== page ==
A lovely original leaf from a medieval manuscript pocket Bible, written in Northern France (probably Paris), c. 1260. In Latin gothic micro-minuscule script, ruled in red and written in brown ink in two columns of 43 lines on animal vellum. (156x103 mm – 6 ¼ x 3 1/8‘‘).
Rubricated chapter numbers, two multi-lined illuminated Lombard style initials &elegant marginal penwork in red & blue. Calligraphy is excellent, & the vellum is of the finest quality, extremely thin & smooth. The gothic text is written in remarkably tiny (ten lines to the inch!) & very well formed letters.
One multi-line historiated initial with an interior miniature depicting St. Paul standing & holding a sword & a scroll in colors & gold & extending along the margin – where a wonderful creature gazes up at him; One three-line illuminated initial in mauve, deep blue, red, gold & delicate white tracery & extending in to the margin – and having a whimsical creature looking towards the top margin!.
This leaf begins the Book of Philippians. The three-line illuminated “P” begins the Prologue. The multi-line historiated initial begins Philippians 1:1 - 3:8 “Paulus et Timotheus…” (Paul and Timothy, the servants of Jesus Christ;…For to me, to live is Christ: and to die is gain…For unto you is given for Christ, not only to believe in him, but also to suffer for him…).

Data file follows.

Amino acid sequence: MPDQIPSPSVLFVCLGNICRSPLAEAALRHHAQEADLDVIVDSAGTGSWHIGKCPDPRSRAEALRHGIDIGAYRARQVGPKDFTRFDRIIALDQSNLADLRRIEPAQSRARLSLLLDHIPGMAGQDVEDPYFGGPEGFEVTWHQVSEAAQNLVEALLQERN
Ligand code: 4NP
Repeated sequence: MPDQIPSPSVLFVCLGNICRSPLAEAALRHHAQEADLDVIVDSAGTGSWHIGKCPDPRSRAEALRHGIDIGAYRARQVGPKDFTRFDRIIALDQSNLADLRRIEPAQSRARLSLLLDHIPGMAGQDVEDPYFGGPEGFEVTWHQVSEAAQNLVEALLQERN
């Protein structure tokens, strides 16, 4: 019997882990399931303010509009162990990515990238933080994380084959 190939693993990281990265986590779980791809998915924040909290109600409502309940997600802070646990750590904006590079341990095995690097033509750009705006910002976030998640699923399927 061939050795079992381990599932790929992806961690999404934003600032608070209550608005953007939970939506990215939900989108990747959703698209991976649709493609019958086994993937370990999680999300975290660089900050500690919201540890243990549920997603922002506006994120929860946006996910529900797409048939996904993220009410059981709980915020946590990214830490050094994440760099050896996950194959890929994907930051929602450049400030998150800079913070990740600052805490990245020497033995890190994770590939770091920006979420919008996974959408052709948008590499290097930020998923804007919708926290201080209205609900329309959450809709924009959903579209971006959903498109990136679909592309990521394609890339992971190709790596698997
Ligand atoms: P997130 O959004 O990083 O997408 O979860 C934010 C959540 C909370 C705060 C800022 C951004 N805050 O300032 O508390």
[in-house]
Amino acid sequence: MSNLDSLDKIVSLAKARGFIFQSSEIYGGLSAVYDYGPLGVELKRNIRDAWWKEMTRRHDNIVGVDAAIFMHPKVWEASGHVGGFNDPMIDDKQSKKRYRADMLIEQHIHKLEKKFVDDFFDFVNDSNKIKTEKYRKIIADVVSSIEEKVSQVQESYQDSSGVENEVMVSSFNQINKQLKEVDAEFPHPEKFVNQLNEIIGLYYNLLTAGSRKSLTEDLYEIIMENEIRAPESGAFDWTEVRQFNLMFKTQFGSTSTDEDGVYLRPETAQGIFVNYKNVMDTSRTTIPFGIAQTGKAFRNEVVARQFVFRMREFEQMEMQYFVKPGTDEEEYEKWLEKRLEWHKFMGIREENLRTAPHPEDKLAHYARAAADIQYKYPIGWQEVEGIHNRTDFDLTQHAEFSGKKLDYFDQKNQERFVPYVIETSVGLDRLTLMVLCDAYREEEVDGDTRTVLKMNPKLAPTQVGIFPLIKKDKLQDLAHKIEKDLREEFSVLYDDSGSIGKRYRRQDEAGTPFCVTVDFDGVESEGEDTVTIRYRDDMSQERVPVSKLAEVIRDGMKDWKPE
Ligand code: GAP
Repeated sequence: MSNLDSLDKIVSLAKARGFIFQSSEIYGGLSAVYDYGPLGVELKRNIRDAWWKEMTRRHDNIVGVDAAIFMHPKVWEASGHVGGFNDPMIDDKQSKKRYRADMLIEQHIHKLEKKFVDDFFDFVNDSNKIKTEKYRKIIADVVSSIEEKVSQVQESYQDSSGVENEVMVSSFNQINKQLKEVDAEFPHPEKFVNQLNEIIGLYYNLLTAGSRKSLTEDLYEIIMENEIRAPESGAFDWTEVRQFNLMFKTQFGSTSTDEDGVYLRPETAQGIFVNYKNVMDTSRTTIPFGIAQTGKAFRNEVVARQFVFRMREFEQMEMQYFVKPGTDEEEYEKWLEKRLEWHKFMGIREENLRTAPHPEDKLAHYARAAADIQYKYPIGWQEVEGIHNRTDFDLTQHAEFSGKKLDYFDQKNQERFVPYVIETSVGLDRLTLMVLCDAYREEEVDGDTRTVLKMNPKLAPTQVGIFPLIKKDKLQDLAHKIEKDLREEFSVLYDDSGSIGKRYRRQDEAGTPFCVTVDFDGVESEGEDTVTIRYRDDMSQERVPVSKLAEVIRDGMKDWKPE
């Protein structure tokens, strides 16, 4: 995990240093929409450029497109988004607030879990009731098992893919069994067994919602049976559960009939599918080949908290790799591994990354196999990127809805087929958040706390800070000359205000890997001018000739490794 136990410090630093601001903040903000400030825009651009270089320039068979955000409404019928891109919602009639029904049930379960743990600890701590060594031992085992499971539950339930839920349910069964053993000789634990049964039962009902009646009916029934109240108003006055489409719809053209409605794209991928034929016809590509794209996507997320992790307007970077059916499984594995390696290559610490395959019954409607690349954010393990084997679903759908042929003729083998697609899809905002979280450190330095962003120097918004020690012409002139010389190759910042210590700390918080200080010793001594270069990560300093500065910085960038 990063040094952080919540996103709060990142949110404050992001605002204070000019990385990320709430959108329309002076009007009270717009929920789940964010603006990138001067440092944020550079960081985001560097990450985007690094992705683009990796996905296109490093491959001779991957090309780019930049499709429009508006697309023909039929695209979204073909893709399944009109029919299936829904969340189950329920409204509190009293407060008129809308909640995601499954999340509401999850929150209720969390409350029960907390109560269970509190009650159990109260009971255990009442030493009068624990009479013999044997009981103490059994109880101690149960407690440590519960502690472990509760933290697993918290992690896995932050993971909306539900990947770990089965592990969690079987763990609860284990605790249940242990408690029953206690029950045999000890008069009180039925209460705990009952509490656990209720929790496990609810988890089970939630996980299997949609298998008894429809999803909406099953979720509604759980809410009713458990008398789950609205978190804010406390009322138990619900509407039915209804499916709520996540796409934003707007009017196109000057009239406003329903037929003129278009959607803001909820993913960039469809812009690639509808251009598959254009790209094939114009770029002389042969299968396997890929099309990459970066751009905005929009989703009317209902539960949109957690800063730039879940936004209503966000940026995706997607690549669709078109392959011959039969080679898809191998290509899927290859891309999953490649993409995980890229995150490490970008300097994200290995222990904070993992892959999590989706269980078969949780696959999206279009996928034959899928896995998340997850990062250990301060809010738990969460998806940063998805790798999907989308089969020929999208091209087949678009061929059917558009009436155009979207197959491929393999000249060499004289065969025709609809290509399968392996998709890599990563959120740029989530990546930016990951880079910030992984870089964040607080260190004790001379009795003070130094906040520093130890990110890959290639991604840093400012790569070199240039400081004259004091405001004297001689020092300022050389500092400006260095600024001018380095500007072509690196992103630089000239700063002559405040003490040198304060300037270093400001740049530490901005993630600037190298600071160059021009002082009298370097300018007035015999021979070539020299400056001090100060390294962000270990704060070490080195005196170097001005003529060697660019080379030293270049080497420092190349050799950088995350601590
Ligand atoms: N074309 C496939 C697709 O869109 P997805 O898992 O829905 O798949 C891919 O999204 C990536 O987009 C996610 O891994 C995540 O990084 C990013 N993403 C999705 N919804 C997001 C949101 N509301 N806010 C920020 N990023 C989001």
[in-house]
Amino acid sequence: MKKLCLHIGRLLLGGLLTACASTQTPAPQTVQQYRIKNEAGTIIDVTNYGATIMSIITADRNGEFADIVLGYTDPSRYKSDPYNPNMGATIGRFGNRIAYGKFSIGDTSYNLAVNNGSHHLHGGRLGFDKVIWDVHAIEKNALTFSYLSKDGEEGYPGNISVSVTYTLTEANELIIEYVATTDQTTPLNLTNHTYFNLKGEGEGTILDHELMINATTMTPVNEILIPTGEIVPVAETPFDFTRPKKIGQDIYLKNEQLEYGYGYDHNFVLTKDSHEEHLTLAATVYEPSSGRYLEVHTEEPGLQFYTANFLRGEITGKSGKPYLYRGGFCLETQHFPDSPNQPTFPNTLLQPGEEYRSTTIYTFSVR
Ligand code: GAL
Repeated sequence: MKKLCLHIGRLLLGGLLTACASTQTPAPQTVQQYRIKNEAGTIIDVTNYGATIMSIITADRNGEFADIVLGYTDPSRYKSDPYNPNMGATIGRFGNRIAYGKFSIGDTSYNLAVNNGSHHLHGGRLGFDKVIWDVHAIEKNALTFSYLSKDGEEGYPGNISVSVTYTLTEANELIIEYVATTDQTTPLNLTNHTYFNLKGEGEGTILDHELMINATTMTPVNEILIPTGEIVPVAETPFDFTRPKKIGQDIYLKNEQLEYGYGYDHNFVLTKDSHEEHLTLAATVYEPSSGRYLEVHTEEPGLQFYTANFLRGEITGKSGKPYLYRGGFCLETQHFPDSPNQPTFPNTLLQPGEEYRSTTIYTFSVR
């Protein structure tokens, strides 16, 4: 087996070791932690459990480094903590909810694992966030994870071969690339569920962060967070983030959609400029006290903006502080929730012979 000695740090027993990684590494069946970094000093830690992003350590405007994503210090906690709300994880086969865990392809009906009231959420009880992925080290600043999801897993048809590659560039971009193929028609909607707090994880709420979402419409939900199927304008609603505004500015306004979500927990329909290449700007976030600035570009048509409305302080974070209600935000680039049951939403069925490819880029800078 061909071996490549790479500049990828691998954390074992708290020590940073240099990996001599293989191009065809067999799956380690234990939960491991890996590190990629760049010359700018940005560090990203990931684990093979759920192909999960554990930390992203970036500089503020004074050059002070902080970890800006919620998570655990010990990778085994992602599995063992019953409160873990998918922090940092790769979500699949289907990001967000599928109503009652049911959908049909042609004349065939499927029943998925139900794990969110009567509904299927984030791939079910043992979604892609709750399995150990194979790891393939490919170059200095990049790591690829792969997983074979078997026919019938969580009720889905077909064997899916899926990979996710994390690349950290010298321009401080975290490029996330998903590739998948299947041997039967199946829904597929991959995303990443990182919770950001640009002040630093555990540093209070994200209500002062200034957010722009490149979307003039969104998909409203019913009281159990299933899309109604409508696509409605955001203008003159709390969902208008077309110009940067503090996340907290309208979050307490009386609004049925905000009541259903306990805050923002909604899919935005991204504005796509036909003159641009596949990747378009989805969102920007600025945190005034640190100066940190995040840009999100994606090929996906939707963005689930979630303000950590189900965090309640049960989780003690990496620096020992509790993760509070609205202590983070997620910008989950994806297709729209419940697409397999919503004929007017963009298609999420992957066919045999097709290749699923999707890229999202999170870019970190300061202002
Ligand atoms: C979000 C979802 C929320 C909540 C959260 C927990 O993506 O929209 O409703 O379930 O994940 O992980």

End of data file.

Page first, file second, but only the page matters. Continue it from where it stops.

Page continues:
SCRIBAL ERROR: Scribal error at the bottom of the miniature of St. Paul – erroneous text on two lines were cancelled with red ink line.
Provenance: parent book was a “portable” Bible of the Crusades era, used in theology study or preaching of the Gospel around medieval countryside. It was in England by the 17th century; ex collection Lord Saltoun & later the famous collection of Wm Foyle (1885-1963) at Beeligh Abbey.
The bible that contained this leaf was a very high-quality production, illuminated in Paris and similar to the accomplished work associated by Branner with the Dominican Painter (see Robert Branner, Manuscript Painting in Paris during the Reign of Saint Louis).